Prosperity is also a shared responsibility. The President looks forward to furthering economic cooperation, investment opportunities, and new business ties with other governments and businesses across the world. As always, this administration’s ironclad commitment to free, fair, and reciprocal trade and access to markets will be the bedrock of our economic talks.
Sovereignty and accountability are the essential foundations of peace and prosperity. America respects the sovereignty of other countries, expects other nations to do the same, and urges all governments to be accountable to their citizens. That accountability is broken down in places such as Venezuela and Syria. And we also see, today, revisionist powers who are threatening the sovereignty in the greater Middle East, Eastern and Southern Europe, and in East Asia.
Now, let me quickly run through the President’s schedule. On Monday, the President will join senior U.N. leadership and the leaders of more than 120 other nations to discuss reforming the institution. The President will express support for Secretary General Guterres’s reform efforts. The United Nations, of course, holds tremendous potential to realize its founding ideals, but only if it’s run more efficiently and effectively.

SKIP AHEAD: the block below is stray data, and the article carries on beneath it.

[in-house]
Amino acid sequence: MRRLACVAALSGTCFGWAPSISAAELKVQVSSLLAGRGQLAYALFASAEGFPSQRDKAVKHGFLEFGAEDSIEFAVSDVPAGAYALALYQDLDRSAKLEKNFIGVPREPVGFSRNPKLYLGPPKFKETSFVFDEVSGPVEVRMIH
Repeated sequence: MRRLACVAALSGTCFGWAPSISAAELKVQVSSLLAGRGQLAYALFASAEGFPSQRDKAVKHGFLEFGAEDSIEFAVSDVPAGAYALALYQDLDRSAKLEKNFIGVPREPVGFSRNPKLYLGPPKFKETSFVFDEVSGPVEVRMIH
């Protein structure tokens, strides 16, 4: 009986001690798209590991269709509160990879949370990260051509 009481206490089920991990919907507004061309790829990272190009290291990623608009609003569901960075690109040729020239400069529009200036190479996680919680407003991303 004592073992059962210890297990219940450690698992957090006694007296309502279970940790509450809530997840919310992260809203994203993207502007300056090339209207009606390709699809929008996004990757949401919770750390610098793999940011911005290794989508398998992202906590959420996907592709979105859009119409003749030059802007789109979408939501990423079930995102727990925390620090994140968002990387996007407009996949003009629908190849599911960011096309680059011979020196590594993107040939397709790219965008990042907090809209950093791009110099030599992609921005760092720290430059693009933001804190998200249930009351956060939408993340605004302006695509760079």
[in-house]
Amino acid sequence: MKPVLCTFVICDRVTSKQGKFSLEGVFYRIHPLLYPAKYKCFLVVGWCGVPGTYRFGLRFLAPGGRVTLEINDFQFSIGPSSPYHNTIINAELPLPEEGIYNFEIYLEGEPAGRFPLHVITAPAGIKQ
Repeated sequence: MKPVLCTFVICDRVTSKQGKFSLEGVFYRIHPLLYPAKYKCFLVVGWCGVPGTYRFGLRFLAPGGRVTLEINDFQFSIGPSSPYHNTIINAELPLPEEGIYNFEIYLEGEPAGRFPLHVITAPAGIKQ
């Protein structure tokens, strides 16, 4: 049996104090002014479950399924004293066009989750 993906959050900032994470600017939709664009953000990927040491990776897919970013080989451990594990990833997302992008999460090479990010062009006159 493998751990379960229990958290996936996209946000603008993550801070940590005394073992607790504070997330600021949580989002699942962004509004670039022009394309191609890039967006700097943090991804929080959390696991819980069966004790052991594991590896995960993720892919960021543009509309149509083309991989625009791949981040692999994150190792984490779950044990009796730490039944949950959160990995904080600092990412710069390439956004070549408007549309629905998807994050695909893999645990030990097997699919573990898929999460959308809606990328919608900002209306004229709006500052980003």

That day, the President will also meet with the leaders of France and Israel, two of America’s closest allies. While their conversations will be wide-ranging, we expect that Iran’s destabilizing behavior, including its violation of the sovereignty of nations across the Middle East, to be a major focus.
Monday evening, the President will host a working dinner with Latin American leaders. He’s looking forward to discussing the crisis in Venezuela, as well as our increasingly strong economic ties, shared goals for elevating the prosperity of our peoples, and the extraordinary success of likeminded Latin American nations in recent decades.